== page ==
Matter: Redefining Media Entrepreneurship
I’m grateful for having the opportunity to do my MBA summer internship at Matter, a media accelerator and investment firm that supports media entrepreneurs who are building a more empathetic, inclusive and informed society.
I’ve enjoyed having the chance to work with the team and Matter’s entrepreneurs on refreshing and focusing Matter’s strategy, simplifying Matter’s business model and digging into Matter’s portfolio to help them articulate their financial and impact performance in compelling ways.
These are my key take-aways from this summer:
It takes a village
Matter’s core strength is its powerful community. I’ve been struck by the generosity of Matter’s staff. The company has built an enviable ethos and culture that is both mission-oriented and entrepreneur-first. They feel their pain and celebrate their successes as if they were their own. It’s easy to say you’re a ‘founder-first’ firm, but hard to live it. I’m grateful to have had the chance to see this community live their values, every day.
I’ve also been impressed by the generosity of the teams themselves. At the same time as building a business in an incredibly difficult space, and going through an intensive design program, they are always ready to give their time to support their peers at all times.
This is at the heart of what makes Matter’s community is so powerful: these people are willing to put other’s needs before their own.
Capital is not the constraint: your mindset is
Watching Matter’s amazingly inspiring media entrepreneurs try, fail and continue to fight and build their ventures has been an eye-opening experience.
Standing out and challenging the status quo is powerful, but staying practical, action-oriented and open to feedback is even more powerful. There is no right path or answer when it comes to building a company: all you can do is put yourself in the middle of the action, start somewhere, ask for feedback on a product that’s not entirely ready, and then continuously refine it and make it better.
This is why Matter emphasises creating a safe space to allow entrepreneurs to fail fast. Matter’s genius is that it encourages entrepreneurs to build great processes but stay flexible on the outcome, balance a sense of urgency and openness, prioritise customers and mission over product. Matter also builds a powerful community able to support entrepreneurs through their most difficult times.
People over product: put your customers and team first
As an entrepreneur, you’re constantly told that your team will make or break your venture. But what you don’t hear as often is that managing people is much harder than building a product. Your product will evolve and change; your people need to be able to grow with the company. I think you can tell early on from watching a team interact, learn, grow and struggle together whether they will succeed.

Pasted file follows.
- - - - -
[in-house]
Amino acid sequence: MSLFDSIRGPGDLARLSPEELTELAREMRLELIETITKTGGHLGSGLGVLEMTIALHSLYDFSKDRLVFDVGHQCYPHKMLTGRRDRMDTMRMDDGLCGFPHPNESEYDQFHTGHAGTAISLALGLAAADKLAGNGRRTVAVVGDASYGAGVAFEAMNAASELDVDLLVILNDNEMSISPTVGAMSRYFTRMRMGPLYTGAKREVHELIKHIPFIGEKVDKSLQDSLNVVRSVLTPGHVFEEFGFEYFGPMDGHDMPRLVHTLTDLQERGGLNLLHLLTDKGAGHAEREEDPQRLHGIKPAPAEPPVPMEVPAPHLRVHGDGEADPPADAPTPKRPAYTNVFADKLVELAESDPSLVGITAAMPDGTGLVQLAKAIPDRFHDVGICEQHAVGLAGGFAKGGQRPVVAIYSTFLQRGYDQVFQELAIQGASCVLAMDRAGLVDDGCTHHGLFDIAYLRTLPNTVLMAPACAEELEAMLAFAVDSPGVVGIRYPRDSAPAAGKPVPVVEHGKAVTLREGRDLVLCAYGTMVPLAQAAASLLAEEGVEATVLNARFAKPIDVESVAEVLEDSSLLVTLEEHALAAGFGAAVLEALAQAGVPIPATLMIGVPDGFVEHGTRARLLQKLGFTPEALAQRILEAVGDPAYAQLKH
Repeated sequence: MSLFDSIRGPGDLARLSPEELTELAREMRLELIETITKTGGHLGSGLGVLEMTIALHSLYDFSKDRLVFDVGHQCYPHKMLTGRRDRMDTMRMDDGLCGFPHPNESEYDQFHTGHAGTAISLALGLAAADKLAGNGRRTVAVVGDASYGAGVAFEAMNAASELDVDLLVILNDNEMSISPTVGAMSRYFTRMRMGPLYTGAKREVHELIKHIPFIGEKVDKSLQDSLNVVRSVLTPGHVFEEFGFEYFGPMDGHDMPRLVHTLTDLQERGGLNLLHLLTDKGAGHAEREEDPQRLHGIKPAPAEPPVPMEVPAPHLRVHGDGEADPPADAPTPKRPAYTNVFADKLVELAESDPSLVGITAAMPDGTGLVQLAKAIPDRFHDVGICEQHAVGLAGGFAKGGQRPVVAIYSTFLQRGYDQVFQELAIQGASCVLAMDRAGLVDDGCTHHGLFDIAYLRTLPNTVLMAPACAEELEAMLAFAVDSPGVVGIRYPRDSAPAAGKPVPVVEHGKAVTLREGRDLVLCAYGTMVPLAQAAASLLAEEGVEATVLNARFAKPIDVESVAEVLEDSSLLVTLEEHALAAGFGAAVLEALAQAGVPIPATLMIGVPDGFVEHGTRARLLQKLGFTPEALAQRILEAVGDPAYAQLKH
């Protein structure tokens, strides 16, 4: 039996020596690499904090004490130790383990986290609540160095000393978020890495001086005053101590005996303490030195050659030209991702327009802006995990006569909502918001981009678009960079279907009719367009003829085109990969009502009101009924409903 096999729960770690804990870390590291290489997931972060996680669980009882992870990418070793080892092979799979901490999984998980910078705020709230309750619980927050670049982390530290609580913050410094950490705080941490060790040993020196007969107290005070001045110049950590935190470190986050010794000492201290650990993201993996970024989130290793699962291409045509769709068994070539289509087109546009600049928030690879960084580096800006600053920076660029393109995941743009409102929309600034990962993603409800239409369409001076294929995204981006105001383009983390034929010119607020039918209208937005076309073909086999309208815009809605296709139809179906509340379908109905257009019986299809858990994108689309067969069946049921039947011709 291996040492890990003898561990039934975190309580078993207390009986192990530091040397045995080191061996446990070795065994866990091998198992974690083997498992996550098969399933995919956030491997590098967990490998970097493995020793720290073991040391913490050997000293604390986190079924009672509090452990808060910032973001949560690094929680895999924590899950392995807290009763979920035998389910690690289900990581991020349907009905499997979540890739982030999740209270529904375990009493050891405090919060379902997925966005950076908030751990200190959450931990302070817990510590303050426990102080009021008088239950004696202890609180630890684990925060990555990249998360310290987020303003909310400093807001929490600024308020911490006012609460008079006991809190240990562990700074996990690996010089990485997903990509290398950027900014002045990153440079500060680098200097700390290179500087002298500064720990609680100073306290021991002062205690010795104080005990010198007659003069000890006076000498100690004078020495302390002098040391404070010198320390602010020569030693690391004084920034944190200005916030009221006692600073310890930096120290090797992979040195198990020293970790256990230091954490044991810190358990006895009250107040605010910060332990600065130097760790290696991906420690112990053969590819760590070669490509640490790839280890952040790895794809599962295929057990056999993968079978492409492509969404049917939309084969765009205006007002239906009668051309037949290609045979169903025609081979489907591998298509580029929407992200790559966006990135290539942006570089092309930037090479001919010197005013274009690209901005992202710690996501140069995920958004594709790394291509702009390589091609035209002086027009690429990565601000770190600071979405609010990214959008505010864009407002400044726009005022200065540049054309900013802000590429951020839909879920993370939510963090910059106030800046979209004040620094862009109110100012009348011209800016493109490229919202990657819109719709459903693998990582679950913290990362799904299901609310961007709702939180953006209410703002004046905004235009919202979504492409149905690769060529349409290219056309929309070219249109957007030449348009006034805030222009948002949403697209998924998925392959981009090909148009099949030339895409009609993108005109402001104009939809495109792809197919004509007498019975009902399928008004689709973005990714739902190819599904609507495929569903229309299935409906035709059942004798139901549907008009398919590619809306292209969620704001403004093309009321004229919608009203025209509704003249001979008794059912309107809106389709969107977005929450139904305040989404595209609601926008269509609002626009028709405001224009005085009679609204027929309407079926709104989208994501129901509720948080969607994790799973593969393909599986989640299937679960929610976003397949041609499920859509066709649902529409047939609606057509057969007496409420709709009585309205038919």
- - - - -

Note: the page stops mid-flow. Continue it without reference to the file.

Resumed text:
On the other hand, you can have a amazing idea, team and build a great product: but unless you really understand your customers’ needs, desires and pain points, and design for them first, you cannot build a successful company.
The culture of building, collecting and listening to user feedback and constantly prototyping is powerful. I’ve been impressed that Matter prioritizes ‘customer development’ coaching over ‘product development’ in its program, and only focuses on business model building + fundraising once the companies have thought through their core purpose, values and key customers.
Storytelling and branding are more than half the battle: let your mission guide you
Given that it is getting increasingly hard to differentiate your product, and ‘be discovered’, being proactive about reaching your customers, and delighting them is more important than ever. I’ve learned that telling a very simple and relatable story, while appealing to people’s emotions is key.
Moreover, having a clear mission that guides your team, venture and customers is powerful. If you know what you stand for, and what you really believe in, and you are unwilling to compromise on your core values even if your product iterates, your stakeholders — your team, customers and investors—will always know who you are.
There are no right answers
My biggest take-away from this summer is that no one knows what they’re doing in this new world: nimble high-tech ventures, powerful incumbents, highly respected mentors and investors are thrown by the new normal. And yet, you can learn to do and build anything, as long as you stay adaptive.
However, it’s almost too easy to continue to build out your product, without articulating your priorities. Having a strong mission and culture is not enough: unless the team aligned on a common vision and execution plan, your firm will get pulled in many directions. You will waste time and energy, lose your way and be forced to make big decisions in a hurried manner, unless you constantly re-align and prioritise.
There is no right answer: strategy is about making choices. You have to decide what you will not do.
I’ve learned the importance of asking hard questions, of surfacing the key choices facing an organisation at a given moment in time, and giving people the vocabulary and agency to choose a direction and roadmap. I will always be grateful to Matter for giving me the chance to put this lesson into practice.
Natasha Malpani is currently an MBA student at the Stanford Graduate School of Business. She was previously an Investment Director at Big Society Capital, a $1 billion impact investing firm in London. As one of the firm’s first employees, she helped build the company’s investment strategy and team. Natasha has also co-founded two social ventures. She is currently exploring the future of the media industry and is spending the summer at Matter, an early-stage media investment firm in San Francisco, and Out There Media, an adtech firm in Athens.